To Web cognoscenti, the ad-supported vs. paid content argument is so 2001.
[…] Even as Dow Jones — long the paid-for poster child — revealed plans to hike subscription rates and The New York Times found some columnists, archives and other assets to hide behind a $50 curtain, several others such as AOL, The Los Angeles Times and CNN moved in the opposite direction, dismantling their toll booths.
So it’s horses for courses then. Some will charge, others won’t, and there’ll be many middle-ground solutions. Nothing to debate.
But wait. What if one side is backing the wrong horse? What if the pay-to-play guys are missing an opportunity and the advocates of a “free” Internet are more than just naive advocates of egalitarianism?
The thought occurred to me when I read a report about American Business Media’s spring conference on BtoBonline.com. It contained this gem: “Responding to an audience question about when Forbes.com will surpass the print edition in terms of revenue, Jim Spanfeller, president-CEO of Forbes.com, said: ‘Probably in about 18 to 20 months.'”
[…] How has [Forbes] come so far in the digital realm so fast? Largely by being, in almost every regard, free, and therefore part of the open-to-all, continuous conversation that takes place via forums, blogs and links all over the Net. That is not to take anything away from Forbes.com’s editorial package, which is highly readable, responsive and totally tuned to Web viewers.
Not long left for cassette tapes — the first of the “music piracy” formats?
From its creation in the 1960s through to its peak of popularity in the 1980s, the cassette has been a part of music culture for 40 years.
But industry experts believe it does not have long left, at least in the West.
[…] “Cassette albums have declined quite significantly since their peak in 1989 when they were selling 83 million units in the UK,” Matt Phillips of the British Phonographic Industry (BPI) told BBC World Service’s The Music Biz programme.
“Last year we saw that there were about 900,000 units sold. It’s clear to see that cassette sales are dwindling fast.”
[…] Oddly, Philips did not charge royalties on their cassette patent, allowing numerous other companies to use their design for free. This ensured the quick acceptance of it as a new form of media.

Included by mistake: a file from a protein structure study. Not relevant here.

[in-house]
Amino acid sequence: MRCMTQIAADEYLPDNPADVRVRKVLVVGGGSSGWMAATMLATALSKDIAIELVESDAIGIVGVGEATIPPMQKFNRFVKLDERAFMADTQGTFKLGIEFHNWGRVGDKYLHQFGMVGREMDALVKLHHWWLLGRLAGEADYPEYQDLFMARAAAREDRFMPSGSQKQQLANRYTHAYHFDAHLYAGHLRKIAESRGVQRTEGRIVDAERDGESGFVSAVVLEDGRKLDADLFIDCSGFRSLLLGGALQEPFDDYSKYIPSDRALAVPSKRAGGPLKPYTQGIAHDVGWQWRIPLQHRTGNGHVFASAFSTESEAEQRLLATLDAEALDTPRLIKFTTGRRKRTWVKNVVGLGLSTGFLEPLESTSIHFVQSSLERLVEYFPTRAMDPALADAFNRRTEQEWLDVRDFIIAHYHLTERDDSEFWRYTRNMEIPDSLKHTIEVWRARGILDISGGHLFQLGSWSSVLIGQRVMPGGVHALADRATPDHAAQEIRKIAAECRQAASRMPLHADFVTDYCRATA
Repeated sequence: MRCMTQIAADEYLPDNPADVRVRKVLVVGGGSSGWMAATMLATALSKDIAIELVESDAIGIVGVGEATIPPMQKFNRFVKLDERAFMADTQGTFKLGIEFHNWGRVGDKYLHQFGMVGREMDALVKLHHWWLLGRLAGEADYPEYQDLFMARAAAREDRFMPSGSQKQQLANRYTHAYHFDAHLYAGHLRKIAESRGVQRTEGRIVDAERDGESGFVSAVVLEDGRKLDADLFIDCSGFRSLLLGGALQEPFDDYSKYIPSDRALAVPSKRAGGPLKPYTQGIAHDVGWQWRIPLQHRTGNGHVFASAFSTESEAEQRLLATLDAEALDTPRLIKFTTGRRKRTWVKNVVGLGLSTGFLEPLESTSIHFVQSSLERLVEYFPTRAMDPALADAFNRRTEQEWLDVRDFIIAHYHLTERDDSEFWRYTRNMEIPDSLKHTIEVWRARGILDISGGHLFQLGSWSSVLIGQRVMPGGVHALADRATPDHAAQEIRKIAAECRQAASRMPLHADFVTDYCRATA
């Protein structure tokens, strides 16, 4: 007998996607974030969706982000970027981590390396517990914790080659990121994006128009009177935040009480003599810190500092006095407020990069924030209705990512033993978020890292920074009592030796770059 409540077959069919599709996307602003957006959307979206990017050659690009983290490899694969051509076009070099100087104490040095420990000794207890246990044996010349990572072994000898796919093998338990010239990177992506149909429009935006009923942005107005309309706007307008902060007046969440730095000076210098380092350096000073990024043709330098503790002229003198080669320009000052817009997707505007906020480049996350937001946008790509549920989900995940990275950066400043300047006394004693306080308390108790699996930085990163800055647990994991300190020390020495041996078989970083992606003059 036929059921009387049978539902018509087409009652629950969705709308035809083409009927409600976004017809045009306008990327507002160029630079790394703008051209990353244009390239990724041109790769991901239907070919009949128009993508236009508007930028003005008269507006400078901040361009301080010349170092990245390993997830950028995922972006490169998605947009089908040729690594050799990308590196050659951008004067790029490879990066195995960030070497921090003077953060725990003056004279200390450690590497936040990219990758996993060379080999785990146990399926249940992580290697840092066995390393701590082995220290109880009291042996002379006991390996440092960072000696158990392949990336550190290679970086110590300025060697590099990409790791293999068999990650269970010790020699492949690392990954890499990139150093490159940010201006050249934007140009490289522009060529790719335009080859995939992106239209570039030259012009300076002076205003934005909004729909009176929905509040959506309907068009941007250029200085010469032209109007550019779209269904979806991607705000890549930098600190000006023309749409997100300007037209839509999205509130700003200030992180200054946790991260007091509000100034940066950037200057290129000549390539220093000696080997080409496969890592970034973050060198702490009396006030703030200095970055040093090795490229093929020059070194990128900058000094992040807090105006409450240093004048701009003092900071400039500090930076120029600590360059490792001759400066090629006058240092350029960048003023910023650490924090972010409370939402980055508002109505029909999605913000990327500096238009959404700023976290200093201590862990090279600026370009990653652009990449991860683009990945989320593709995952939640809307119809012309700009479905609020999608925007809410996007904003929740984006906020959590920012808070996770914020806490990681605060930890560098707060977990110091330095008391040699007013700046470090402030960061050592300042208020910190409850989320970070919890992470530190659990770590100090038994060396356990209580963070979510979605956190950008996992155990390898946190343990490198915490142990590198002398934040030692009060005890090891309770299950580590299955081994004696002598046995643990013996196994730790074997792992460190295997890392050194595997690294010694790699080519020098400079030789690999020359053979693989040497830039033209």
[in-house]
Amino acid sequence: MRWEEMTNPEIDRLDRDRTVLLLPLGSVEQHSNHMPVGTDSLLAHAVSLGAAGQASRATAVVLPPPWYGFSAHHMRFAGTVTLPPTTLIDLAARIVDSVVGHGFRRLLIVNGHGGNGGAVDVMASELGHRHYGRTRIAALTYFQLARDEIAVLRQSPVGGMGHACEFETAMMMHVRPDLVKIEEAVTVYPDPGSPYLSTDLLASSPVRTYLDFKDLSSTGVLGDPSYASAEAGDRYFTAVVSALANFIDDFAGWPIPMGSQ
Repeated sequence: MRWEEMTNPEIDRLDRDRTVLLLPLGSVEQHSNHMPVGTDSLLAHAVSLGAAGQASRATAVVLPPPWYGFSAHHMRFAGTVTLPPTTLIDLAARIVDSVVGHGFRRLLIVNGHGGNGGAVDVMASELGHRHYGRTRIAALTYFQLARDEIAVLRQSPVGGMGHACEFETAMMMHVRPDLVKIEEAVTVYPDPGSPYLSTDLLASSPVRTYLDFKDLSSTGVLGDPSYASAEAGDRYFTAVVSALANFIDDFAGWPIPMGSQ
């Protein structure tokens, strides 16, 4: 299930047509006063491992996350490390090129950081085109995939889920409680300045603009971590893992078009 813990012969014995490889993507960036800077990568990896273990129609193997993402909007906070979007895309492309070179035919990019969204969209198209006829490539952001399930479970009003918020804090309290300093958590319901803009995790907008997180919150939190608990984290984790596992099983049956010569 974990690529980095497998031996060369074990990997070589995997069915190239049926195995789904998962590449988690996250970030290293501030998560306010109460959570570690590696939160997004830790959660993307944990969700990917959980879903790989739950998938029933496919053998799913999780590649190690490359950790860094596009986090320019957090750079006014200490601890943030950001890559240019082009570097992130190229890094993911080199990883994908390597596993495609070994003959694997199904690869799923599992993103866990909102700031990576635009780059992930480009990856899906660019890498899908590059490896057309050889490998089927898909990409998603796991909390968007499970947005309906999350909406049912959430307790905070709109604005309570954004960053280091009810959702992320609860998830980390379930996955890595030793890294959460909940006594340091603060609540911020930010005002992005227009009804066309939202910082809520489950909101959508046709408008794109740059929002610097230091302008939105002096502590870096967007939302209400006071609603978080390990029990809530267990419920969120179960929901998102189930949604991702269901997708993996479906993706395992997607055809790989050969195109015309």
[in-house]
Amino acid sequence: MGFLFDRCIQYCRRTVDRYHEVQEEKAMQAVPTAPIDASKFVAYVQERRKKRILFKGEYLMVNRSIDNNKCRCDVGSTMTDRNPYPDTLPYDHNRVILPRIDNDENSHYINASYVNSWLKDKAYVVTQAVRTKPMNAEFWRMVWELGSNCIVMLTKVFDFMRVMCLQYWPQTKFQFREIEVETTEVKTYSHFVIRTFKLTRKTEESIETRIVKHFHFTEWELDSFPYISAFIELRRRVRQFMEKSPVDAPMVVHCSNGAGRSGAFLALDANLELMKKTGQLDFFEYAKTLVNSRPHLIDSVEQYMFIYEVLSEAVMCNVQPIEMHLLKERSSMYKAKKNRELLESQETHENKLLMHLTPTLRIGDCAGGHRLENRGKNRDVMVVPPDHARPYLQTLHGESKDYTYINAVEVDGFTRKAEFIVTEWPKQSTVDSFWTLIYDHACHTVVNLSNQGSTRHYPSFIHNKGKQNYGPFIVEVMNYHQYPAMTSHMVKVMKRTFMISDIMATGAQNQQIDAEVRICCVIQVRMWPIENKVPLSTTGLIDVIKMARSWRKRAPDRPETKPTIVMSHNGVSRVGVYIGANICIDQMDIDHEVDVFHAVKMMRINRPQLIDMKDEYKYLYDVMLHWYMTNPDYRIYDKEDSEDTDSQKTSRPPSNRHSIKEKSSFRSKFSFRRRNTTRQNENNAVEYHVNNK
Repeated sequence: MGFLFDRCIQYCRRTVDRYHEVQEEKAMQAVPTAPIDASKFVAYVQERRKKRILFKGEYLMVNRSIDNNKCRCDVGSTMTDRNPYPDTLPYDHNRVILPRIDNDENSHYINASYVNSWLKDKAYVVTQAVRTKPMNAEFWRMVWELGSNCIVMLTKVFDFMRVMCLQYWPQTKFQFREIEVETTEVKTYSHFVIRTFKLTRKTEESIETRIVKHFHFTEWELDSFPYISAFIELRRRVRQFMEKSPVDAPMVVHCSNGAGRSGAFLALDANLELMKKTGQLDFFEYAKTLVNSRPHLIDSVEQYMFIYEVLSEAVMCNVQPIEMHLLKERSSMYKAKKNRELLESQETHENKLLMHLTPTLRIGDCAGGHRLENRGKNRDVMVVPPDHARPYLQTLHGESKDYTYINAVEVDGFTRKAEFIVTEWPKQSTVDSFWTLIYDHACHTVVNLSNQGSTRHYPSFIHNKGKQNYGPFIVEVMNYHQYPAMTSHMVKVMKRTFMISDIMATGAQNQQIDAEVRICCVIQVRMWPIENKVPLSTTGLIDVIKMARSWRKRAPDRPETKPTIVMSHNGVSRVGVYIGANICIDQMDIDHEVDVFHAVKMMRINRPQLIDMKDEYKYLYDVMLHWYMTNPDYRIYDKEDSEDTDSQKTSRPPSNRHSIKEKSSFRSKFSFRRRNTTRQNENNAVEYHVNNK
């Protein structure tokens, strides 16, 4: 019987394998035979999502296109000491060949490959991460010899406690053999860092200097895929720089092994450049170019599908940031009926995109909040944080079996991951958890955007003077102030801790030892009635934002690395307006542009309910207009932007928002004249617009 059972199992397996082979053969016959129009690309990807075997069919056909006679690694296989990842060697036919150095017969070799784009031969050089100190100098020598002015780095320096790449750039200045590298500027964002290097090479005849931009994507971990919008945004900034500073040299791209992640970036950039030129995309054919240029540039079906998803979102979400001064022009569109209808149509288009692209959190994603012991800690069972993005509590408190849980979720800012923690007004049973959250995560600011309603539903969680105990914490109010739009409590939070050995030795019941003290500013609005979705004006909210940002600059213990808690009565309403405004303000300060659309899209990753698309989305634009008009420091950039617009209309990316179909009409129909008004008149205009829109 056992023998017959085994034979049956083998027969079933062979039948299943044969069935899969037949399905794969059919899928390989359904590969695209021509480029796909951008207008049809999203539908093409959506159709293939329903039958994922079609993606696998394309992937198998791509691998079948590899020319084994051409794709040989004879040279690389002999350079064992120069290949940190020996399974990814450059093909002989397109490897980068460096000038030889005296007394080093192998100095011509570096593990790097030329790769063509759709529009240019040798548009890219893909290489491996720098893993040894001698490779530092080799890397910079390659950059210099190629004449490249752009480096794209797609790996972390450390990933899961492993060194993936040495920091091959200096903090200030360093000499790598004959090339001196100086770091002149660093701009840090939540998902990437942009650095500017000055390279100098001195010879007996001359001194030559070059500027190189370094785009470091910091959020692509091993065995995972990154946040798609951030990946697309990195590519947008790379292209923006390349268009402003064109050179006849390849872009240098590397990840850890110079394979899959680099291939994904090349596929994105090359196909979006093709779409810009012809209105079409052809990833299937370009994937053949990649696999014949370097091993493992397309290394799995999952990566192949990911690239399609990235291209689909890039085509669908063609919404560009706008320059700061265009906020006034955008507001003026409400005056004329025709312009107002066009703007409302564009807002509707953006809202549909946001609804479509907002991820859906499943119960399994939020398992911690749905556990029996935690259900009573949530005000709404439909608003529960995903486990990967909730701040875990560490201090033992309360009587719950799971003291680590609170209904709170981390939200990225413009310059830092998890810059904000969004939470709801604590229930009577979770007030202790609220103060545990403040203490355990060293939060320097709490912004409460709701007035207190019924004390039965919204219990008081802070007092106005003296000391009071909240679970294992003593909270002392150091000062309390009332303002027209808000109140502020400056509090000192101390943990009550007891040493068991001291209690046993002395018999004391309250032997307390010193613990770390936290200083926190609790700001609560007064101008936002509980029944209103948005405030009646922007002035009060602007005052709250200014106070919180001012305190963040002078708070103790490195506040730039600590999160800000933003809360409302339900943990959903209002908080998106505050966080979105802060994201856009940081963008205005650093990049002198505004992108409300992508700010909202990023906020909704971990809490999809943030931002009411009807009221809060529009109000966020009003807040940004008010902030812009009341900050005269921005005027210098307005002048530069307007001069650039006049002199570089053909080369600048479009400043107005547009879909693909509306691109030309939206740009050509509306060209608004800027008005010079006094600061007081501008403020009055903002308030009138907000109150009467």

[…] The music industry itself, however, remained concerned about cassettes, in particular the ability of people to record music on them.
They feared piracy, arguing that home taping was “killing music”, a similar argument to the one occurring today over downloading.
Techdirt’s Now The Cassette Tape Is Dying?
Later: some additional information about the licensing arrangements for cassettes – The decline of the audiocassette
In an appearance yesterday on ABC’s “Good Morning America,” Frist insisted: “I raised the question, ‘Is she in a persistent vegetative state or not?’ I never made the diagnosis, never said that she was not.”
Well, that depends on the meaning of “diagnosis.” In the midst of his impressively detailed medical review, Frist declared flatly: “Terri’s brother told me Terri laughs, smiles, and tries to speak. That doesn’t sound like a woman in a persistent vegetative state.”
So, Frist wanted to be seen as having the medical expertise to support his conclusion when doing so was convenient — and now wants us to think he did nothing of the sort.
The Majority Leader’s back-and-fill operation: Frist Defends Remarks on Schiavo Case
Several are pointing to this particular expression of copyright extremism: Copyright cops crack down on cooks over cakes – not to mention the spirited, if ill-informed, discussion that arose from its posting over at BoingBoing. Wendy Seltzer points out:
Equally amazing, though, are the comments posted in the boingBoing thread: lawyers write that IP requires companies to “police” their property or lose it; non-lawyers argue that everything other than a direct copy is non-infringing. Neither is true: copyright is never lost by non-enforcement, and trademark demands policing only against confusing designations of source. Non-identical copies can still be derivative works — either infringing or fair use as the case may be. But at the end of the day, no one’s rights are threatened by “unauthorized” cake decorating. As my colleague Jason notes, the whole discussion shows how polarized the “intellectual property” debates have become — and how far out of touch with ordinary people’s expectations.